- When many of our observables are binary states. To classify lawmakers we can look at their voting patterns–which are always binary. We may be able to identify just a couple issues we care about that will tell us everything we need to know.
- When you have multiple categories. There is no need to restrict the classes to binary, unlike for the previous methods we examined.

To make a decision tree, we essentially have to use heuristic processes to determine the best order and cutoffs to use in making decisions, while identifying our error rates. Even with a single feature, we can make a decision tree that correctly classifies all the elements in a set (as long as all feature values are unique). So we also need to understand how many rules to use, in order to minimize over-fitting.

There are a number of software packages available for classification trees. One commonly-used package in R is called rpart.

’Let’s start with a simple tree made to classify elements on which we have only one measure:

```
library(rpart)
library(rattle) #for graphing
library(rpart.plot) #also for graphing
library(DAAG)
classes <- sample(c("A", "B"), 100, replace = T)
predictor <- rnorm(100)
r1 <- rpart(classes ~ predictor, method = "class")
plot(r1)
text(r1)
```

```
Overall accuracy = 0.69
Confusion matrix
Predicted (cv)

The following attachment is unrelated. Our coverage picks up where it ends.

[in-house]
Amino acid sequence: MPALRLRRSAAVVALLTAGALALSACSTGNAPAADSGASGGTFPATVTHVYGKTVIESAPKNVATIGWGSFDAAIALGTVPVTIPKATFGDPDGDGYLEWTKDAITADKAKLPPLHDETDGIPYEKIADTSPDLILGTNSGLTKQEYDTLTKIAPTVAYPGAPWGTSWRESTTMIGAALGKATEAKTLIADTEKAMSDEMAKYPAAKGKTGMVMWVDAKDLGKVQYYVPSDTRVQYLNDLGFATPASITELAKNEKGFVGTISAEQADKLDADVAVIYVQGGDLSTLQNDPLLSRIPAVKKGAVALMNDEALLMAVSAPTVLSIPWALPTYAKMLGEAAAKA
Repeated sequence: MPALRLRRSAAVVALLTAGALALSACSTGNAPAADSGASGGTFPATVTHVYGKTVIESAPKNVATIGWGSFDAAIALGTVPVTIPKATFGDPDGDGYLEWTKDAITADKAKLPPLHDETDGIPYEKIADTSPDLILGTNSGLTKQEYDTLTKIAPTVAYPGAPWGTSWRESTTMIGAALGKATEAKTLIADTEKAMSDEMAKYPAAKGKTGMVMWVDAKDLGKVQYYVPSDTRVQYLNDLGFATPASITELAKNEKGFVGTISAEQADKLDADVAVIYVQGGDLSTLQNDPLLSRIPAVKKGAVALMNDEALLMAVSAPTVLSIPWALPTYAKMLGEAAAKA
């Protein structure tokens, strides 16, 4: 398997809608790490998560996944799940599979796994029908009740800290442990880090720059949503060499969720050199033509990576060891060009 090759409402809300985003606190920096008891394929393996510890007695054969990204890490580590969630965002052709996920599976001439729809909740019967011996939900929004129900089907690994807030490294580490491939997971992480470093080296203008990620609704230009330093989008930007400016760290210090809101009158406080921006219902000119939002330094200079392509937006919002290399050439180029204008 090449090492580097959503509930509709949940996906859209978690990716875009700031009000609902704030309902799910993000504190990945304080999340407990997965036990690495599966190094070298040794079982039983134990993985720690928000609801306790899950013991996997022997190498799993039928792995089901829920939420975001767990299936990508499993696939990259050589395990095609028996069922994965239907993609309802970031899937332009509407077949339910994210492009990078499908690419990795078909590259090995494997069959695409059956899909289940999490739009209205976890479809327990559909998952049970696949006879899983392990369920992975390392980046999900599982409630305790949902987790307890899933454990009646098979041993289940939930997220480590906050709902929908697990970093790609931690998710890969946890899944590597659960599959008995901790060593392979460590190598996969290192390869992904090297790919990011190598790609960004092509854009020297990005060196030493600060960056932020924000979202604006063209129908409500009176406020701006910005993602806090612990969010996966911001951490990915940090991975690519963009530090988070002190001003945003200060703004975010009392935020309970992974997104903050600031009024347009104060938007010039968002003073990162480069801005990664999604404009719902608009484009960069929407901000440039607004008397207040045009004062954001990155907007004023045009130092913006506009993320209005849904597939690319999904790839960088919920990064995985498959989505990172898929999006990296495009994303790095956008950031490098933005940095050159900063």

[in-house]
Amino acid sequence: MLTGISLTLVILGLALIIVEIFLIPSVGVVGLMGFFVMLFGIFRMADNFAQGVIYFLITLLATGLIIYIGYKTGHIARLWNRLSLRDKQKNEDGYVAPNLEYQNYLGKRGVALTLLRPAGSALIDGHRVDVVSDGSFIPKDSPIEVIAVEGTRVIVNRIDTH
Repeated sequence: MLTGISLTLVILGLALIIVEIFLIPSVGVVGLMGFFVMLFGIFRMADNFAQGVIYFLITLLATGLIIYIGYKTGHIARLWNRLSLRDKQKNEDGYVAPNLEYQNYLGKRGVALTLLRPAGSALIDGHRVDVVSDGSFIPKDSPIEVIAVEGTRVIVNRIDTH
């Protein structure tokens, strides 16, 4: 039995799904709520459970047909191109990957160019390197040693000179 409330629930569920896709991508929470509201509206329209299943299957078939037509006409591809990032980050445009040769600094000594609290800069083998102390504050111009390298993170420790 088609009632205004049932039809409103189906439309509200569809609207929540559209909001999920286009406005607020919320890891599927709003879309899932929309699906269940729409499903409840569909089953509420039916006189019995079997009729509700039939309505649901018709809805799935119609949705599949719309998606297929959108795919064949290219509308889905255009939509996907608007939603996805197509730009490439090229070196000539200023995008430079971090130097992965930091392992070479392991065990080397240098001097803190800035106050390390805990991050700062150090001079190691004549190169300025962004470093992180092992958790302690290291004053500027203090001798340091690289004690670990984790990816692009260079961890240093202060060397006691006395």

Actual [,1] [,2]
[1,] 0.76 0.24
[2,] 0.38 0.62
```

BNotice that even though the predictor had no true relationship to the categories, we were able to get 71% accuracy. We could in fact do better, just by adding rules:

```
r2 <- rpart(classes ~ predictor, method = "class", control = c(minsplit = 1,
minbucket = 1, cp = -1))
prp(r2)
```

```
# this tree is a bit too large for this graphics method: fancyRpartPlot(r2)
confusion(classes, predict(r2, type = "class"))
```

```
Overall accuracy = 1
Confusion matrix
Predicted (cv)
Actual [,1] [,2]
[1,] 1 0
[2,] 0 1
```

Now, we have completely predicted every item by successively dividing the line. There were three parameters we adjusted to do this. First, we set the minsplit and minbucket to 1–this determines the smallest size of the leaf nodes. Then, we set the cp argument to be negative (it defaults to .01). cp is a complexity parameter, that is a criterion for how much better each model must be before splitting a leaf node. A negative value will mean that any additional node is better. Notice that by default, rpart must choose the best number of nodes to use. This is a critical decision for a decision tree, as it impacts the complexity of the model, and how much it overfits the data.